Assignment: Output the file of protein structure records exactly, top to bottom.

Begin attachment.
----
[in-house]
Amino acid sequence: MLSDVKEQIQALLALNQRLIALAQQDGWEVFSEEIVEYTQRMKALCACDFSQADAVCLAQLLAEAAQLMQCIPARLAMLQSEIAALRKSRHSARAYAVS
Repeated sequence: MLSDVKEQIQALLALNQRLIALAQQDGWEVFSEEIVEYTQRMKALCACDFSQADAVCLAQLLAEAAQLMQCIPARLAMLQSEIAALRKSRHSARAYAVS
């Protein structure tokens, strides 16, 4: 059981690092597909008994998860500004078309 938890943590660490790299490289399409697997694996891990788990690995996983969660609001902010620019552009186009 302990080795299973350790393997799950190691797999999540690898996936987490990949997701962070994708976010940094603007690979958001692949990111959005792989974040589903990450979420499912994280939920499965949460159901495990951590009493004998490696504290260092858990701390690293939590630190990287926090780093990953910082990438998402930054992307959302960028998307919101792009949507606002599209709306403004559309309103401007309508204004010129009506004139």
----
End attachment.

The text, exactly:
[in-house]
Amino acid sequence: MLSDVKEQIQALLALNQRLIALAQQDGWEVFSEEIVEYTQRMKALCACDFSQADAVCLAQLLAEAAQLMQCIPARLAMLQSEIAALRKSRHSARAYAVS
Repeated sequence: MLSDVKEQIQALLALNQRLIALAQQDGWEVFSEEIVEYTQRMKALCACDFSQADAVCLAQLLAEAAQLMQCIPARLAMLQSEIAALRKSRHSARAYAVS
């Protein structure tokens, strides 16, 4: 059981690092597909008994998860500004078309 938890943590660490790299490289399409697997694996891990788990690995996983969660609001902010620019552009186009 302990080795299973350790393997799950190691797999999540690898996936987490990949997701962070994708976010940094603007690979958001692949990111959005792989974040589903990450979420499912994280939920499965949460159901495990951590009493004998490696504290260092858990701390690293939590630190990287926090780093990953910082990438998402930054992307959302960028998307919101792009949507606002599209709306403004559309309103401007309508204004010129009506004139």